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Air Quality

As part of its role of being a good steward of the Valley’s natural resources, TVA has one of the most aggressive clean air control programs in the country.

Some Highlights of TVA’s Program Include:

  • TVA has reduced emissions by idling or retiring coal-fired units and relying more on cleaner energy resources including natural gas and nuclear generation and renewable sources.
  • From 1970 - 2023, TVA spent $6.8 billion to reduce air emissions.  
  • To reduce SO2 emissions, TVA operates scrubbers on 17 of its coal-fired units and switched to lower-sulfur coal at certain coal-fired units.
  • To reduce NOx emissions, TVA operates SCRs on 17 coal-fired units, operates low-NOx burners or low-NOx combustion systems on 20 units, optimized combustion on all 24 units, and operates NOx control equipment year-round when units are operating (except during start-up, shutdown, and maintenance periods).
  • TVA has also retired 35 of 59 coal-fired units. Except for seven units at Shawnee, the remaining coal-fired units in the TVA fleet have scrubbers and SCRs. TVA plans to construct SCRs at four of the Shawnee units by the end of 2025 and is evaluating plans for the remaining three units.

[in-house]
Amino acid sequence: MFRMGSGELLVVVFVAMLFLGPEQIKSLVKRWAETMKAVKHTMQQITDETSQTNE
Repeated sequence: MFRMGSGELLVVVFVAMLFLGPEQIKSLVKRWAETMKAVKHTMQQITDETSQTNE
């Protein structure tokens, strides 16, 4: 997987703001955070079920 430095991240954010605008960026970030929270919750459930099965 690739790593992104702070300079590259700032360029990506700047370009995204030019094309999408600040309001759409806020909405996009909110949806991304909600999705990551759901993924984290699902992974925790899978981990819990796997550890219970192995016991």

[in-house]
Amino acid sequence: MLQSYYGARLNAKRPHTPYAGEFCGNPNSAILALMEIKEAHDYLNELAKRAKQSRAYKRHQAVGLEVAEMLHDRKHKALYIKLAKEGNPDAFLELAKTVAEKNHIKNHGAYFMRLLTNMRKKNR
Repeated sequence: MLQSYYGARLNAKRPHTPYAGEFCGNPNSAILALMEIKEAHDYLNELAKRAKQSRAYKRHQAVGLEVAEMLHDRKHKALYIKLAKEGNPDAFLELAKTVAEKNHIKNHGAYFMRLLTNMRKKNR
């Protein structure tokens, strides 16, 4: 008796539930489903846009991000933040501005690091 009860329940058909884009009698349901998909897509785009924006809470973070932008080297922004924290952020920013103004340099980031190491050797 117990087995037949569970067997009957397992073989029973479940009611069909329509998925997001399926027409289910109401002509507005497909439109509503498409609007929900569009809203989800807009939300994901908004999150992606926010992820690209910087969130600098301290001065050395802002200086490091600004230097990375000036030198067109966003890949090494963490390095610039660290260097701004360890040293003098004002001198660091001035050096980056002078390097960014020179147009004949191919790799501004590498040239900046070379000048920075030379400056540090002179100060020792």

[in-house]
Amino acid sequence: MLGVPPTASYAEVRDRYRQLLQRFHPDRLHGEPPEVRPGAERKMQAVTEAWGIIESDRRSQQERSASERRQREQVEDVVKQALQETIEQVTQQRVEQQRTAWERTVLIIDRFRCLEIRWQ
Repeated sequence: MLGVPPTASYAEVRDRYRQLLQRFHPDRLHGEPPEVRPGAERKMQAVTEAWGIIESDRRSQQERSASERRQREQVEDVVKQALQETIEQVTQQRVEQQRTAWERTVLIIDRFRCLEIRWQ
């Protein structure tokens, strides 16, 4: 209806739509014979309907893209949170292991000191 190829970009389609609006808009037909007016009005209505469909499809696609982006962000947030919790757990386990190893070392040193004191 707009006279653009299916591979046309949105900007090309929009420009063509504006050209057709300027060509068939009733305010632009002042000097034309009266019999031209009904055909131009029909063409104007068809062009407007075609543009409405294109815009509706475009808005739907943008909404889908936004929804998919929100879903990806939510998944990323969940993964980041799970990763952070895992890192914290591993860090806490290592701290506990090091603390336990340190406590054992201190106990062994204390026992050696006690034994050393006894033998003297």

Air Quality Standards

By investing in high technology emissions-cleaning technology, TVA has reduced sulfur dioxide (SO2) emissions by 99 percent since regulations began in 1977. Nitrogen oxide (NOx) emissions have been reduced by 97 percent since 1995. See how emissions have trended sharply downward over the years on our Carbon DioxideNitrogen OxidesSulfur DioxideOzone and Greenhouse Gases pages. Or view emissions data for every one of our fossil plants—from Ackerman to Widows Creek—on our comprehensive Air Quality Standards index. 

Technology for Quality of Life

TVA’s investment in clean air technology has quality-of-life payoffs for Valley residents. See how the SCRs and scrubber equipment works to clean the air while keeping fossil plants working to produce the energy the Valley needs to thrive.

Clean Air Act Agreements

Through an agreement with the EPA, several environmental groups and the states of Tennessee, Kentucky, Alabama and North Carolina, in 2011, TVA agreed to phase out some fossil-fired units and replace them with cleaner sources of power and energy efficiency measures. Read more about TVA's agreement with the EPA.